environmental science exam 1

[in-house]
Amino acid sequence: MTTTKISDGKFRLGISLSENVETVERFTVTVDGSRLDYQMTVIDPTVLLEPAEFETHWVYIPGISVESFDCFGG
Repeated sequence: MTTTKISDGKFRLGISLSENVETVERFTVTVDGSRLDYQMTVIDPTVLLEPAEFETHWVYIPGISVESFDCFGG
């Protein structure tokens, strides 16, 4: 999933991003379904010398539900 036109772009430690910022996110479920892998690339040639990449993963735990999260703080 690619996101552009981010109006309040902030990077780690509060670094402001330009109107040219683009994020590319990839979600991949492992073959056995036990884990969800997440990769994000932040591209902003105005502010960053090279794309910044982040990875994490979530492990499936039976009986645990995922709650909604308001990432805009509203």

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environmental scienceinterdisciplinary study of how humans interact with the biotic and abiotic parts of their immediate environment and the major climate system components3 goals of environmental sciencelearn how nature works, to understand how we interact with the environment, and to find ways to deal with environmental problems and to live more sustainablyecologyscience that investigated how organisms interact with one another and with their environmentorganismAny living thing; each one belongs to a speciesspeciessame set of characteristics that distinguishes them from all other organismsecosystemset of organisms within a defined area/volume that interact with one another and with their environment of non living matter/energybioticliving (bacteria, food sources, plants)abioticNon-living (temperature, pressure, wind)environmentalismsocial movement dedicated to protecting earths life support systems for all forms of lifesustainability mythsnobody knows what it rly means, it's all about the environment, it means green, all about recycling, too expensive to implement, requires low standard of living, consumer choices not government intervention offers fastest route to it; technology is the answer, ultimately a problem of higher populations, easy to implementsustainabilitycapacity of the earths natural systems and human cultural systems to survive flourish and adapt to changing environmental conditions into the foreseeable futuremeasuring sustainabilitydevelopment, footprint, IPATmeasuring sustainability: developmenteconomic growth, measured by per capita gross domestic producteconomic growthincrease in a nation's output of goods and servicesmeasuring sustainability: footprintif footprint larger than biological capacity to replenish itself then we are in ecological deficit; originally carbon footprint, estimate how much of the earth or how many earths it would take to support humanity, recalculated annuallyculture and footprintssocietal knowledge beliefs technology practices, changes the effect you have on earthecological footprintmeasure of biologically available land and water needed to provide all of the people in a country/area/world with an indefinite supply of renewable resources and to absorb/recycle waste that is produced properly3 major cultural changes in timeagricultural revolution, industrial revolution, information revolutionfiidbiggest component, energy associated with food production identified and accounted for, area required for growing crops and rearing animals calculated using global yield factors and converted to global hectaresUS footprinttwice the global average, highest footprint, requires 4 earths to maintain our way of life; more suburban sprawl, less public transportation and less efficient vehicles, use more energy and water per person than other countries, carnivoresglobal footprinthumanity demands 1.4 earths, it takes ~18 months for the earth to regenerate what we use in one yearresource distribution3 billion ppl responsible for just 6% of the total , 5% of worlds population uses 33% of resources, 500 million ppl on the planet (7% of the population) is responsible for 50% of all CO2 emissions; planet would just support 1.4 billion pplIPATa simple model showing how population size, affluence, and the beneficial and harmful environmental effects of technologies help to determine the environmental impact of human activities. IMPACT = population x affluence x technology; useful in determining impacts of a given population (MA, family, global) on environmentaffluenceusually per capita gross domestic product, represents consumptiontechnologyrepresents impact involved in creating transporting disposing of goods services amenities, improvements in efficiency reduce T multiplier, case sensitiveimpact is finiteecosystem/species has a carrying capacitycarrying capacitymaximum population that can be sustained given finite resources; estimated 10 billion peopletipping pointstime delay between use of resources and harmful impacts, allow problems to build slowly to a tipping point, causes an irreversible shift in the behavior of the natural system (ex. collapse of a fishery, premature extinctions, climate change)3 principles of sustainabilityrely on solar energy, biodiversity, chemical cyclingrely on solar energysun provides heat - circulation, sun provides light - photosynthesis, plants convert carbon dioxide into oxygenphotosynthesisConversion of light energy from the sun into chemical energy.biodiversityvariety of organisms necessary for economical goods and services, provides system for adaptationchemical cyclingmostly from soil and water, nutrient cycling requiredenvironmental degradationanthropogenic habits create unsustainable future vis waste production, depletion, and degradation of environment at accelerating ratenatural capitalimportant facet of sustainability; natural resources and services that support the environment and hunansnatural goodsmaterials that provide economic value to humans (fish plants medicines lumber)natural servicesprocesses nature performs (photosynthesis, water purification)Natural Resourceanything we can obtain from the environment (solar energy, topsoil, paper)perpetual resourcecontinuous supply for at least 6 billion yearsrenewable resourcerequires hundreds of years to replenish itself (grasslands, forests)nonrenewable resourcefixed quantitypollutionany presence in environment of a chemical or other agent that is harmful to health, survival, activities of humans and/or environment, most prevalent form of degradation (noise, heat, biological, chemical)impacts of pollutiondisrupt/degrade life support systems, damage wildlife, human health, property, create problems (odor, noise)types of pollutionpoint source and non-point sourcepoint source pollutionsingle identifiable source such as a drainage pipenon-point source pollutiondispersed sources such as farm runoff into a rivertypes of pollutantsBiodegradable and nondegradablebiodegradable pollutantsharmful but break down over time (sewage, paper)non-biodegradable pollutantschemicals that natural processes cannot break down (lead, mercury, arsenic)pollution cleanuppopulation and consumption levels increasing at the same time, cleanup is temporary solution, removes a pollutant from one area to cause pollution in another, once pollutants dispersed in environment, costly to reduce them to acceptable levels, need for pollution prevention focuspollution is a public problemprivate property, common property, open access renewable resourceprivate property pollutionowned rights to land, minerals, resourcescommon property pollutionrights held by large groups of people (1/3 of US land owned by all citizens and government manages this land)open access renewable resource pollutiokowned by no one and anyone can use without charges (atmosphere, open ocean)tragedy of the commonsa parable that illustrates why common resources are used more than is desirable from the standpoint of society as a whole; if i do not use this resource someone will so i should use it all, if i pollute a little bit it won't matter especially since its renewblaSolutions to Tragedy of the Commonsuse the shared resources at a sustainable rate (estimate the sustainable yield, regulate access to the resource, laws and regulations to limit resource use), convert resource to private ownership (if you own something you take care of it more, not possible for a lot of environmental resources like atmosphere and required government intervention)causes of environmental problemshuman population is growing at a rapid rate, affluence, poverty, economics, viewpointsenvironmentally sustainable societyprotect natural capital and live off its income, work together to solve environmental problems, individuals matter, focus on the 3 principlessciencehuman effort to discover how the physical world works. y making observations and measurements and carrying out experiments, based on the assumption that events in the physical world follow orderly cause and effect patterns that we can understand, integrate the scientific method to solve problemsscientific methodidentify a problem, research, hypothesis*, methods (data collection, experiments)*, conclusionConclusion (Scientific Method)if hypothesis is wrong suggest alternative explanations for the correct hypothesis, if correct and generally agreed upon in the scientific community it becomes a theoryTheoryA hypothesis that has been tested with a significant amount of data; can still be disproven and merely provides an explanation for a given phenomenalawa well tested theory that repeatedly creates the same outcome (gravity or thermodynamics)tentative resultsnot yet considered reliable or not; too new or too little information to decidereliable resultsdata, hypothesis, models, theories, laws that are widely accepted by all or most scientists in a fieldunreliable resultsdiscarded or not peer reviewed like wikipedia and other websitesmatteranything that takes up space and has mass; can exist in 3 physical states; can also exist in 2 chemical forms3 physical states of mattersolid, liquid, gas2 chemical forms of matterelement or compoundelementtype of matter that has a unique set of properties and cannot be broken down into simpler substances by chemical means (gold cannot be broken down further)compoundstwo or more elements combined (water is hydrogen and oxygen)atomic numbernumber of protons; each element has thisatomic massneutrons and protons (most mass in nucleus so electrons excluded)isotopessame atomic number but different mass numbers; same element (isotopes of carbons), have a different number of neutrons only, same number of protons and electrons do change is the sameioncharged particle (+ or -), have more protons or electrons, calcium has two more protons than electrons so it has a +2 chargeaciditycharacteristic that helps determine how a substance dissolved in water will interact with and affect its environment; based on comparing amounts of hydrogen ion (H+) and hydroxide ion (OH-) in a solution, pH is a measure of aciditypHmeasure of acidity; pure water = 7 (neutral), pH > 7 (basic), pH < 7 (acidic)atomsmallest unit of matter into which an element can be divided and retain characteristicsmoleculecombination of two or more atoms of the same or different elements held together by chemical bonds (molecule of methane (CH4) is one carbon bound to four hydrogen atoms) -> molecule and compound; (molecule of oxygen is two oxygen atoms bound together (O2)) -> molecule but not compoundneutronno chargeprotonpositive chargeelectronnegative charge3 subatomic particlesprotons, neutrons, electrons; neutrons and protons in nucleus in the center of an atom and electrons circle the nucleussubscriptsshow number of each atom/ion (if none; assumed to be 1)superscriptsshow charge of ions (if no ion assume neutral)organic compoundcontains 2+ carbon atomsinorganic compoundscontains 1 carbon atom at mostcellsfunctional units of living matter; all organisms have themgenespieces of DNA with genetic information to make proteinschromosonemade up of thousands of genes; humans have 46; makes us uniquematter qualitymeasure of how useful a given form of matter is to us as a resourcehigh quality matterhighly concentrated, found near surface and very usefullow quality matterlocated deep underground or in ocean and little potential as a resourcematter changesphysical (liquid heating up and becoming vapor), chemical (burning coal converts carbon to carbon dioxide)matter is conservedmatter is never destroyed or createdenergythe capacity to do work or transfer heat; work is done when any object is moved a certain distance2 types of energykinetic and potentialkinetic energythe energy an object has due to its motion; moving objects have this (flowing water, wind)potential energystores and potentially available for use (water in a resource or, energy in coal)fossil fuelscoal, oil/petroleum, natural gas; they take a very long time to form; formed from plant and animal remains at intense heat and pressure; depleting them much faster than they can be replacedthermodynamicsThe study of energy transformations that occur in a collection of matter.laws of thermodynamicsno energy is created or destroyed, when energy is changed from one form to another it always goes from a more useful to a less useful formenergy qualitymeasure of capacity of a type of energy to do workhigh quality energygreat capacity to do useful world because it is highly concentrated (high heat, concentrated sunlight, coal energy)low quality energydispersed and so not useful for work (low heat)systemsa set of components that function and interact in some regular way; human body, ocean, economy; all systems have inputs flows and outputs; input always equals outputfeedback loopsoutput of matter/energy/information is fed back into the system as an input and leads to a change in that system; can have synergistic interactions where effects enhanced by each other; often a lag time in feedback loopspositive feedback loopcauses the system to change further in the same direction (decreasing vegetation - erosion - more vegetation dies); positive feedback loops are of concern in environmental sciencenegative/corrective feedback loopcauses the system to change in the opposite direction from which it is moving (thermostat)earth systematmosphere, lithosphere, hydrosphere, biosphere, cryosphereatmospherethin envelope of gases around earths surface; troposphere, stratosphere, mesospheretroposphere (in atmosphere)inner layer, closest to surface (nitrogen 78% oxygen 21% argon and GHG 1%), we live here, weather occurs here; chemically homogenous for 11 milesstratosphere (in atmosphere)contains ozone layerozone layerProtective layer in atmosphere that shields earth from UV radiation.mesosphere (in atmosphere)thermosphere, exospherethermosphereThe uppermost layer of the atmosphere, in which temperature increases as altitude increasesexosphereThe outer layer of the thermosphere, extending outward into space.ionosphereionized part of atmosphere, ions created from suns rayshydropshereall water in earth, not just ocean (97% is ocean), water vapor in the atmosphere, puddlescryosphereanything frozen; ice caps, glaciers, snow, permafrost (ice in frozen soil); our largest freshwater supple is locked in cryospherelithisphereearth has layers; climate system component housing crust and mantleearths layerscrust, mantle, outer core, inner corecore of earthhot heavy metals like iron (most of the geosphere is in the core)mantle of earthrock layercrust of earththin layer where plates are, we are and all minerals we need are (very brittle - earthquakes, larger elements - aluminum, carbon)biosphereanywhere life is found; exist in all of the other componentswhere does suns heat come fromHydrogen atoms fuse together to form molecules and release heat to spacehow does heat from sun get to the earthelectromagnetic waves composed of visible light, UV radiation and heat (infrared radiation)greenhouse effect50% of incoming radiation is reflected by atmosphere, this radiation degraded to low quality infrared radiation and bounced back to space after used on earth; as infrared (heat) leaves earth, encounters greenhouse gases that trap the heat; natural greenhouse effect is good and earth wouldn't be able to survive without GHGgreenhouse gasesmethane, carbon dioxide, water vapor, nitrous oxide - tropospheric ozonelargest GHG by columecarbon dioxide - fossil fuels are major contributor of thispopulationgroups of individuals in the same species in the same place, may have different genetic makeup (clown fish occupying the same coral reef)communitypopulations of different species in the same place; clown fish, other fish, mollusks within coral reefecosystemdifferent species interacting with non living environmentbiome/landscapeset of ecosystems sharing similar characteristics with their abiotic factors adapted to their environments (tropical coral reefs, freshwater marsh)biospheresum of all ecosystems; any part of earth where life is foundtropic levelsfeeding level and based on an organisms food supplyproducers/autotrophsself feeders; take nutrients they need from environment via photosynthesis or chemosynthesisconsumers/heterotrophscan not produce nutrients from processed and must eat other organismsphotosynthesisplants capture sunlight on their leaves and use it to make food; about 50% of photosynthesis happens on land and half in ocean (plankton)photosynthesis equationCarbon dioxide + water -> glucose + oxygen (6CO2 + 6H2O -> C6H12O6 + 6O2)chemosynthesisbacteria without access to light use this; deep ocean is wheee most chemosynthesis occurs at hydrothermal ventsherbivores/primary consumerseat plantscarnivoreseat meatsecondary consumerscarnivores that eat herbivorestertiary consumersonly eat secondary consumersquaternary consumers/omnivoreseat only tertiary consumersDecomposersvery important tropic level; decompose organic matter that travels through food chain/web for their energy (dead tissues and feces) (ex. soil bacteria, fungi, invertebrates); return nutrients back into useable forms for autotrophs to begin another food chain (sustainability principle 3)respirationchemical energy stored in glucose fuels is; energy released via aerobic respiration (converts oxygen to glucose)respiration equationglucose + oxygen -> water + carbon dioxide + energy (C6H12O6 + 6O2 -> 6H2O + 6CO2 + energy)fermentationdecomposers can break down glucose without oxygen AKA anaerobic respirationfood chainsequence of organisms, each of which serves as a food or energy source for the next (determines how chemical energy and nutrients move along trophic levels; every step of the chain involves a loss of some high quality energy to heatfood webmost organisms feed on more than one source (several interconnected food chains, same trophic levels apply)biomassA measure of the total dry mass of organisms within a particular regionGross Primary Productivity (GPP)rate at which producers convert solar energy into biomassNet Primary Productivity (NPP)rate at which producers use photosynthesis to produce less rate of respirationbiogeochemical cycleslife-earth-chemical cycles of nutrients; cycles driven by solar energy and mass balancereservoirsstorage sites for a nutrientfluxtransfer of nutrient between reservoirsresidence timeaverage amount of time that a particle spends in a reservoir; residence time = reservoir size / inflow ratewater cycleThe continuous process by which water moves from Earth's surface to the atmosphere and back; water is the only substance found in all 3 states (phases) at ambient temperatureboiling point of water100 degrees Celsius (212 F)melting point water0 degrees Celsius or 32 degrees Fahrenheitpolarityin each water molecule the oxygen atom attracts more than its fair share of electrons; the oxygen end acts negative; the hydrogen end acts positive; causes the water to be polar; water is neutral (equal number of e- and p+) zero net chargehydrogen bondshydrogen atom attracted by strong forces to two atoms instead of only onecohesionH-bonds hold water together; plays a key role in transport of water against gravity in plantsadhesionattraction between two different substances; water will make hydrogen bonds with other surfaces; water adheres to the wall of the vessels in plantsheat capacityratio of the amount of energy absorbed to the associated temperature rise (ex. if it takes 10 calories to raise the temp of s glass of water by 2 degrees C then the heat capacity of the water is 10 calories / 2 = 5 calories per degree Cspecific heatheat capacity of a substance per unit massevaporative coolingthe cooling of a surface occurs when the liquid evaporates (responsible for moderating earth's climate, stabilizes temperature in aquatic ecosystems)universal solventdissolved salts and other ionic compounds as well as alcohols and organic acidsWhy does ice float?It is less dense than waterhydrological cycle (water cycle)describes the distribution and movement of water between the earth and its atmosphere; continual circulation of water between the climate componentsevaporationincoming solar energy causes evaporation if water from water bodies; changes liquid into gastranspiration90% of water evaporates from plants and soil during this process; water held in soil and as groundwater in aquifersprecipitationgravity pulls gas into waterHuman impacts on water cyclewithdraw a lot of water for irrigation of crops, lan use change (conversion of wetlands to housing), pollution, dams, climate change (melting ice, raising sea level)carbon cyclebalance of the exchanges (incomes and losses) of carbon between the carbon reservoirs or between one specific loop (atmosphere <-> biosphere) of the carbon cyclecarbon released to atmosphererespiration by plants and animals, decay of animal and plant matter, combustion of organic material, production of cement/fossil fuels, the ocean releases CO2 into the atmosphere, volcanic eruptionsCarbon removed from the atmospherephotosynthesis, carbon dioxide, methane, oceans when the seawater becomes cooler, more CO2 dissolve and become carbonic acidtwo main forms of carboncarbon dioxide and methane; both absorb and retain heat in the atmosphere and are GHGs; methane 20x more other but exists in lower concentrationsoceangreatest quantity of actively cycled carbon; carbon enters mostly through rivers as dissolved organic carbon; converted through photosynthesis; can be exchanged in food chain or precipitated; gods cis thermohaline circulatiombiosphere - carbonincludes organic carbon in all land living organisms alive and dead; 1/3 terrestrial carbon is inorganic (calcium carbonate; diurnal cycle because dependent on biotic factors; carbon leaves this in many ways and in many time scaleslithosphere - carbonoperates slowly in comparison to rest of cycle; most carbon inert in lithosphere; can leave geosphere via subduction, extraction, etc.; long term carbon cyclelong term carbon cycleexchange between lithosphere and any other componenthuman impacts - carbonfossil fuels add GHG to atmosphere; land use change (deforestation)nitrogen fixationextremely strong bond in elemental nitrogen (N2); difficult for both organisms and industry to converting into useful compounds; release of large amounts of useful energy when the compounds burn, explode, or decay back into nitrogen gasnatural fixationatmospheric nitrogen - organic nitrogen (nitrogen has from atmosphere "fixed" to a useable form by nitrogen-fixing bacteria; energetically costly and unfavorable (electrical storms, lightning, bacteria: enzyme nitrogen add and iron is required for reaction); forms NOx as by-product (air pollutant)NOxNO and NO2; produced from reaction of nitrogen and oxygen in the air during combustion at high temperatures; reacts to form acid rain and tropospheric ozone; not nitrous acid (N2O); it is an air pollutantN2Onitrous oxide; greenhouse gas and food additiveacid rainwater and NOxwhere Do we get the energy required to break of the strong nitrogen bondfossil fuelsIndustrial fixationNitrogen fixation performed by people to produce fertilizers and industrial chemicals.Why do we use industrial fixationartificial fertilizer production is now the largest source of human produced fixed nitrogen on earthInternal combustionan engine that burns fuel inside cylinders within the engine; The exhaust emissions of cars contribute a lot to atmospheric pollution in the form of NOxorganic nfound in living cells in component of proteins peptides and amino acidsAmmonificationOrganic matter created from fixation must be returned back into in organic forms; first step in this process is solublization and ammonification; organic products are degradedsolublizationDissolvingAmmoniumAmmonia reacts with water and protons to form thisAmmoniain organic form of nitrogen; least stable form of nitrogen in water; easily transformed to nitrate when oxygen present and can be transformed to nitrogen gas when environment is low in oxygenAmmoniumWaste product of the metabolism of animals (can be excreted directly into environment or to your area or converted into uric acid); important source of nitrogen for money plant species especially those growing in hypoxic areas; Source of nutrients in remote marine environmentsNitrificationAmmonium is converted to nitrite And ultimately nitrate; this is the only energy source for nitrifying bacteria (chemoautotrophs); A modification stimulates growth for nitrite oxidizers; nitrite oxidizers convert ammonium into nitrite; elevated nitrite Concentrations stimulate nitrate oxidizer growth; these bacteria convert nitrites into nitrate; all dissolved in organic N oxidized to nitrateDenitrificationNitrates and nitrites can be used as a source of oxygen for bacteria; nitrate is reduced to nitrite and then N2 gas; Balances nitrogen fixationPhosphorusphosphorus is almost always present as inorganic phosphate rocks; the vast majority of phosphorus compounds are consumed as fertilizers; essential for life;Phosphorus cycleReferred to as the mineral cycle; phosphorus is mainly found in water soil and rock (there is no gas Phase of phosphoru); The phosphorus cycle is the skowest cycle; phosphorus is an ocean sediments as phosphate salts; Released from rocks through weathering, dissolve in the soil water, absorbed by plants, eaten by animals, animals die and phosphates return to soil and ocean, rock formation begins and takes a really long timeWhy do we need phosphorusLimiting nutrient of photosynthesis, rock and land formation, river nutrients and necessary for a strong teeth and bones, genetic material, energyHuman impacts of phosphorus cycleFertilizers increase phosphorus run off into our waterways and contributes to eutrophicationEutrophicationA process by which nutrients, particularly phosphorus and nitrogen, become highly concentrated in a body of water, leading to increased growth of organisms such as algae or cyanobacteria.sulfurEssential element for all life, present in the vitamins biotin in thiamine; Important part of many enzymes and an antioxidant molecules; component of all proteins as the amino acids cysteine and methionine; disulfide Bonds are largely responsible for the strength and in solubility of the protein keratin found an outer skin hair and feathersSulfur cycleMost sold for in a particular form a.k.a. sedimentary cycle; very short residence time in atmosphere (1 to 2 days); 90 to 95% SO2 From power plants and factories; Transferred into biosphere them back into ground or from ground to atmosphere; micro organisms turn into gas in soil; oxidize in atmosphere to S02 and then to H2S04 with water contact (acid rain); mind orders released to atmosphere in factories as H2 S &S02 (volcanoes and Hot Springs); Deposited in water through precipitation deposition leeching; either reverberated left a sediment for a long time or deposited on land; when back on land the cycle repeatsHuman impacts of sulfurMining, fossil fuel's, sulfur diesel, 28% of sulfur in overs from pollution mining erosionSOxSulfur oxide and sulfur dioxide; air pollutants; react with water to form acid rain; causes respiratory problems in humansStudying ecosystemsDirectly laboratory and modelsTypes of diversityecosystem, species, genetic, functionalSpecies diversityNumber and variety of species in an ecosystem; species richness; species evenness; species Rich and even ecosystems tend to be more productive in there for sustainableSpecies richnessNumber of different species present (high richness is better a species can use different parts of the ecosystem)Species evennessComparative numbers of individuals in each species presentEvolutionEarths life changes over time through changes in the genetic characteristics of populations; all species descended from earlier ancestral species; life comes from life; Darwin propose natural selection as a mechanism for evolutionNatural selectionindividual organisms must struggle constantly for survival and only the fittest survive; fittest have genetic traits eating in survivalDifferential reproductionThose with adaptive trades Musser reproduce more than those with though for population to evolveMutationsRandom changes in DNA molecules that is inherited by an offspringtectonic platesSolid plates of a rock on the earths crust that are constantly movingSpeciationOne species splits into two or moreReproductive isolationMutations cause populations to become so different that they cannot successfully reproduce anymoreGeographic isolationdifferent groups of same population of a species physically isolated (stream or mountain range)nicheEach species has a role in an ecosystem a.k.a. species way of life; inclusive of everything affecting its survival like water food and temperature; not the same as habitatGeneralist speciesbroad niches And the less prone to extinctionSpecialist speciesSpecies with a narrow ecological niche. They may be able to live in only one type of habitat, tolerate only a narrow range of climatic and other environmental conditions, or use only one type or a few types of food.Native speciesNormally live and thrive in a given ecosystemNon-native/invasive speciesIntroduced into an ecosystemIndicator speciesProvide early warnings of damage to a communityKeystone speciesSpecies whose Rolls have a large affect on the types and abundance of other species in an ecosystem; provides the foundation of a habitatextinctioncan be local or globalendemic speciesonly in one area and especially vulnerable to extinctionFoundation speciesshape and enhance ecosystem; maintains the habitatmass extinctionevent in which many types of living things become extinct at the same timebackground extinctiongradual process of a species becoming extinctinterspecific competitionmembers of different species interact to gain access to the same resources; greater niche overlap = greater interspecific competition; most common relationship - predatory/preyresource partitioningspecies competing for similar resources evolve traits to allow them to share resourcecoevolutionpopulations of two different species interact in such a way that the genetic mutations of one can lead to genetic mutations in the other (bats eat moths via echolocation at night -> certain moths develop ears sensitive to the echolocation and can escape; cats have begun switching frequencies of echolocation)symbiosisliving togethersymbiotic relationshipsparasitism, mutualism, commensalismparasitismbenefits one but the other species suffersmutualismbenefits both speciescommensalismbenefits one and doesn't affect otherpopulation dynamicsThe study of how complex interactions between biotic and abiotic factors influence variations in population size.4 variables that govern population sizebirth rate, death rate, migration and age structurepopulation change equationpopulation change = (births + immigration) - (deaths + emigration)age structuredistribution of individuals among age groups; has affect on growth of population; age groups usually defined by reproductionlimiting factors of populationphysical or chemical factors that determine the number of organisms in a population; can also have too much of somethingrange of tolerancevariations in its physical and chemical environment that a species can tolerate (optimal range of temperature for fish)environmental resistancecombination of all factors fat act to limit the growth of a populationJ curvepopulation with little limitations grows 1-2% annually; exponential growth is slow and then accelerates as the base size of the population frowsS curveinitial slow growth; increases rapidly; eventually stabilizesstable population changepopulation close to carrying capacityirruptive population changeerupt to high peak, crash to more stable level (short lives species like insects)cyclic population changepopulations change on a schedule (like every ten years)irregular population changeno patternprimary ecological successionestablishment of boots in lifeless areas (rock/glacier); takes hundreds-thousands of years to build proper environmentsecondary ecological successionestablishment where soil/sediment present - weeks to form systemstabilitycapacity to withstand external change in response to changing environmental conditionsinertia/persistence stabilityability of system to survive moderate disturbanceresilience stabilityability of system to be restored through secondary succession after more severe disturbancesbirth ratecrude; number of births per 1,000 people in a population in a yeardeath ratecrude; number of deaths per 1,000 people in a population in a yearfertility ratenumber of women born to one woman in her lifetimereplacement level fertility rateaverage number of children that couples must bear in a population to replace themselvestotal fertility rateaverage number of children born to a population during their reproductive yearsbirth rate factorsimportance of children as labor force, cost of raising and educating children, availability of private and public pension system, infant deaths, urbanization, educational opportunities for women, average age of marriage, legal abortion availability, religious beliefsdeath rate factorslife expectancy, infant mortality rate, child mortality rate, 4 million babies die each year from preventable causes (nutrition, medicine, clean drinking water are leading causes)life expectancyaverage number of years a newborn is expected to liveinfant mortality ratenumber of babies out of 1,000 born who die before first birthdaychild mortality ratedeaths before age 5migrationimmigration and emigration; 190 million people migrated to different countries in 2015 alone; seeking job opportunities, religious persecution, political oppression, environmental degradation (extreme weather, resource depletion); 40 million environmental refugees in 2010 and this number increased 1 million annuallyimmigrationinto countryemigrationout of countryage structurepercentages of males and females broken down by reproductive age: pre reproductive age (0-14), reproductive age (15-44), post-reproductive age (45+)slowing human population growthreduce poverty through economic development and universal primary education; demographic transition, empower and educate women, promote family planningdemographic transitionas countries become more industrialized and economically developed, death rates decline and birth rates decline4 stages of demographic transitionpreindustrial, transitional, industrial, postindustrialPreindustrial stage of demographic transitionpopulation grows very slowly because of high birth rate (to compensate for high infant mortality) and a high death ratetransitional stage of demographic transitionpopulation grows rapidly because birth rates are high and death rates drop because of improved food production and healthindustrial stage of demographic transitionpopulation growth slows as both birth and death rates drop because of improved food production, health, and educationpost-industrial stage of demographic transitionpopulation towers levels off and then declines as birth rates equal and then fall below death ratesclimatevaries because patterns of global air circulation and ocean currents distribute heat and precipitation unevenly over time3 major factors on how air circulates in lower atmosphereuneven hearing of earth by sun, rotation of earth on its axis, properties of air, water, and landuneven heatingocean and atmosphere strongly linked, ocean currents affected by wind in the atmosphere, heat in the ocean affects atmospheric circulation; most of the suns heat hits at equator and is distributedrotationsun goes through natural cycles; 3 factors; orbital shape, tilt; and precession; can cause 25% difference in radiationearth surfaceheat is absorbed and released more slowly by water than land and creates land and sea breezes; heat is absorbed more by dark surfaces than light surfaces; mountains deflect winds; cities can create microclimates (building materials absorb heat and block wind flow, cars and factories release heat and pollutants create smog)biomesclimate molds different kinds, not uniform, climate and vegetation vary with latitude and elevationdesertsannual precipitation is low and often uneven throughout the year, day is hot with lots of evaporation; night is cold as heat in the ground leaves quickly, little vegetation to store heat and water, fragile systems due to low nutrient cycling and little water supply3 types of desertstropical, temperate, coldtropical desertsahara; hot and dry most of the time; few planestemperate desertarizona, southern california; more precipitation than tropical and sparse vegetation (cacti)cold desertgobi; vegetation, seasons and low precipitationgrasslandstropical (savanna), temperate (prairies), cold (tundra) - permafrost, intense winters, fragile and nutrient poorrainforestsnear equator, high net primary productivity, high biodiversity, high and efficient nutrient cycling, 1/2 global rainforests destroyedforeststemperate and northerntemperate forestmoderate average temperatures that change seasonally (fewer decomposers and cooler temperatures)northern forestample rainfall/moisturemountainscontain majority of worlds forests, house many endemic species, storehouses for water (stores as ice during winter and then melts and releases)aquatic biodiversitydiversity of biological organisms in water; distribution determined by salinity; 2 major aquatic life zones (saltwater/marine life and freshwater life)salinityamounts of salts dissolved in a given volume of watersaltwater/marine life zonesocean, bay, estuaries, coastal systems, reefsfreshwater life zoneslakes, rivers, streams, and inland wetlandsoceansone; is divided into geographical sub-oceans and seasmarine natural capital servicesclimate moderation, carbon dioxide sequestration, nutrient cycling, waste treatment, reduced storm impactsmarine nature capital goodsfood, pharmaceuticals, transportation/recreation, oil and natural gasmajor ocean groupsplants and animals in the ocean are classified based on their habits and the depth of water in which they life: plankton, nekton, benthos, decomposersplanktonfloat at or near the surface where sunlight can penetrate, most of the plankton are very small (algae), drift with the currents or tides, main food for many larger organisms, 1/2 of worlds photosynthesis from plankton; found in all water not just oceanultraplanktonbacteriaphytoplanktonplantszooplanktonanimalsnektonwhales, seals, dolphins, squid octopuses, barracuda and other fish; free swimming organisms that feed on other nekton as well as on plankton; many have adaptations enabling them to function at depths that gave great pressure and no lightbenthosorganisms that live on the ocean floor; crabs and lobsters; the deep bottom environments are sparsely populated with them; some are plants that live on the ocean floor in shallow waters where sun can penetratecoastal zonewarm nutrient rich shallow water systems; high tide mark on land to continental shelf; less than 19% of ocean area but 90% of species live here; most fisheries here; most carbon absorbed in oceans here; estuaries, mangroves, coral reefsestuariesrovers meet the sea, partially closed, brackish, have associates coastal wetlands; life must adapt to daily and seasonal changes in tides temp salinity; mangroves are found at 70% of tropical coastlinesmangrovestropical trees that grow along coasts and help maintain the health of coastal environmentsbrackishhaving a salty taste and unpleasant to drinkcoral reefsform in clear warm coastal waters in tropics/subtropics; 25% of the worlds coral reefs have been damagedthreats to coral reefsocean warming, sediment from erosion, excessive algal growth, rising sea levels, hurricanesintertidal zonetides created by gravitational pull of the moon, rise and fall every 6 hours in most coastal areas, area of shoreline between low and high tideopen seasharp increase in water depth at the edge of the continental shelf separates coastal zone from open sea; has 3 layers: euphotic, bathyal, abyssalEuphotic Zone (open sea)photic light, lots of sunlight and photosynthesis, low levels of nutrients and high oxygen levels , fast fish (tuna, sharks) feed hereBathyal Zone (open sea)middle dimly lit zone, little sunlight and photosynthesis, animals living here typically migrate to photic zone to feed and then migrate back downabyssal zone (open sea)bottom layer, cold and no sunlight, chemosynthesis thrives here, little oxygen; marine snow, deposit feeders, filter feedersmarine snowfalling dead carcasses and poopdeposit feederstake mud into guts and extract nutrients (worms)filter feederspass water though bodies for nutrients (oysters)freshwater natural capital serbicesgroundwater recharge, habitats, biodiversityfreshwater natural capital goodsdrinking water, irrigation water, hydropower, employmentfreshwater ecosystemslentic and lotic: cover less than 2% of surfacelentic freshwater ecosystemstanding bodies of freshwater (lakes)lotic freshwater ecosystemsflowing bodies of freshwater (rivers)lakesformed from precipitation, runoff, etc.; depressions caused by glaciation, displacement of earth's crust, volcanic activitylake zoneslittoral, limnetic, profundal, benthiclittoral lake zonenear the shore with lots of sunlight; lots of plant life and biodiversity, lots of nutrient runoffxlimnetic lake zoneopen surface layer away from shore that is the depth of water that receives sunlight; where most photosynthesis occursprofundal lake zonedeep open water where it's dark; colder and no oxygen/plantsbenthic lake zonebottom layer with decomposerslake nutrientslakes classified according to nutrient content and primary productivity; oligotropic, mesotrophic, eutrophicoligotrophic lakelow nutrients, deep water and low photosynthesismesotrophic lakeaverage amount of nutrientseutrophic lakehigh nutrients, shallow and lots of sunlightrunoffsurface water, becomes runoff when it flows into streams and rivers, watershed/drainage basin, flow of surface water occurs by transition through 3 aquatic life zonessurface waterprecipitation that does not sink into the ground or evaporatewatershed/drainage basinland area that delivers runoff, sediment, and dissolved substances into a streamrunoff zonessource, transition, floodplainsource zone of riverusually an upland source of water that is quickly flowingtransition zone of riverheadwater streams merge to form wide deep warm streamsFloodplain zone of a riverwider deeper rivers flowing through valleysinland wetlandscovered with freshwater all of part of the time, marshes swamps prairie potholes, flood plains and tundra excess water during rainy seasons and floodsinland wetland servicesfilter and degrade toxic wastes and pollutants, reduce flooding and erosion, replenish streams during dry periods, recharge groundwater, maintain biodiversity, ecosystem foods (rice, berries, fish), recreationhuman impacts of freshwater systemsdams and canals fragment 40% of major rivers and destroy habitats/biodiversity; flood control levees disconnect rivers from floodplains; pollution and excess nutrient runoff - eutrophication; land use change and removal of wetlands